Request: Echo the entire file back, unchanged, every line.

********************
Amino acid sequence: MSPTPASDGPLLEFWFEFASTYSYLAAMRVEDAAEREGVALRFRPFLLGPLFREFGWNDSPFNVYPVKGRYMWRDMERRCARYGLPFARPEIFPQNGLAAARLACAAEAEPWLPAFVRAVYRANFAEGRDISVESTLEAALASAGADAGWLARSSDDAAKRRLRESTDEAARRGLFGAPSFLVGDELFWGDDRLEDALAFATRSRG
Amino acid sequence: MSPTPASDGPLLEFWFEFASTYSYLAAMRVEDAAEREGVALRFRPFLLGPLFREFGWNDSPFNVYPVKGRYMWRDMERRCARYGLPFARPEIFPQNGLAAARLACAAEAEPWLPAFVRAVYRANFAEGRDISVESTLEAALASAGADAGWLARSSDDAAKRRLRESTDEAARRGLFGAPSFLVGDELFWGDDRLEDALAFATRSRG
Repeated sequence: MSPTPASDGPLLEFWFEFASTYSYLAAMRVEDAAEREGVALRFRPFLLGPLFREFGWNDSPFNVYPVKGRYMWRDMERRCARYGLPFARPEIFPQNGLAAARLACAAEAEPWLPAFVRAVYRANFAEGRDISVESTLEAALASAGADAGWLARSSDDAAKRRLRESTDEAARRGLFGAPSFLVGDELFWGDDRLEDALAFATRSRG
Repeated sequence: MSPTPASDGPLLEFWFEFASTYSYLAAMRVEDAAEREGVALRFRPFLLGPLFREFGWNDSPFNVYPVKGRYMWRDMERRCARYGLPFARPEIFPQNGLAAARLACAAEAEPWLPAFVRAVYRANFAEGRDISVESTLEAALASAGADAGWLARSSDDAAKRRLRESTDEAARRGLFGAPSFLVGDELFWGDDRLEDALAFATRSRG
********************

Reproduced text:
Amino acid sequence: MSPTPASDGPLLEFWFEFASTYSYLAAMRVEDAAEREGVALRFRPFLLGPLFREFGWNDSPFNVYPVKGRYMWRDMERRCARYGLPFARPEIFPQNGLAAARLACAAEAEPWLPAFVRAVYRANFAEGRDISVESTLEAALASAGADAGWLARSSDDAAKRRLRESTDEAARRGLFGAPSFLVGDELFWGDDRLEDALAFATRSRG
Amino acid sequence: MSPTPASDGPLLEFWFEFASTYSYLAAMRVEDAAEREGVALRFRPFLLGPLFREFGWNDSPFNVYPVKGRYMWRDMERRCARYGLPFARPEIFPQNGLAAARLACAAEAEPWLPAFVRAVYRANFAEGRDISVESTLEAALASAGADAGWLARSSDDAAKRRLRESTDEAARRGLFGAPSFLVGDELFWGDDRLEDALAFATRSRG
Repeated sequence: MSPTPASDGPLLEFWFEFASTYSYLAAMRVEDAAEREGVALRFRPFLLGPLFREFGWNDSPFNVYPVKGRYMWRDMERRCARYGLPFARPEIFPQNGLAAARLACAAEAEPWLPAFVRAVYRANFAEGRDISVESTLEAALASAGADAGWLARSSDDAAKRRLRESTDEAARRGLFGAPSFLVGDELFWGDDRLEDALAFATRSRG
Repeated sequence: MSPTPASDGPLLEFWFEFASTYSYLAAMRVEDAAEREGVALRFRPFLLGPLFREFGWNDSPFNVYPVKGRYMWRDMERRCARYGLPFARPEIFPQNGLAAARLACAAEAEPWLPAFVRAVYRANFAEGRDISVESTLEAALASAGADAGWLARSSDDAAKRRLRESTDEAARRGLFGAPSFLVGDELFWGDDRLEDALAFATRSRG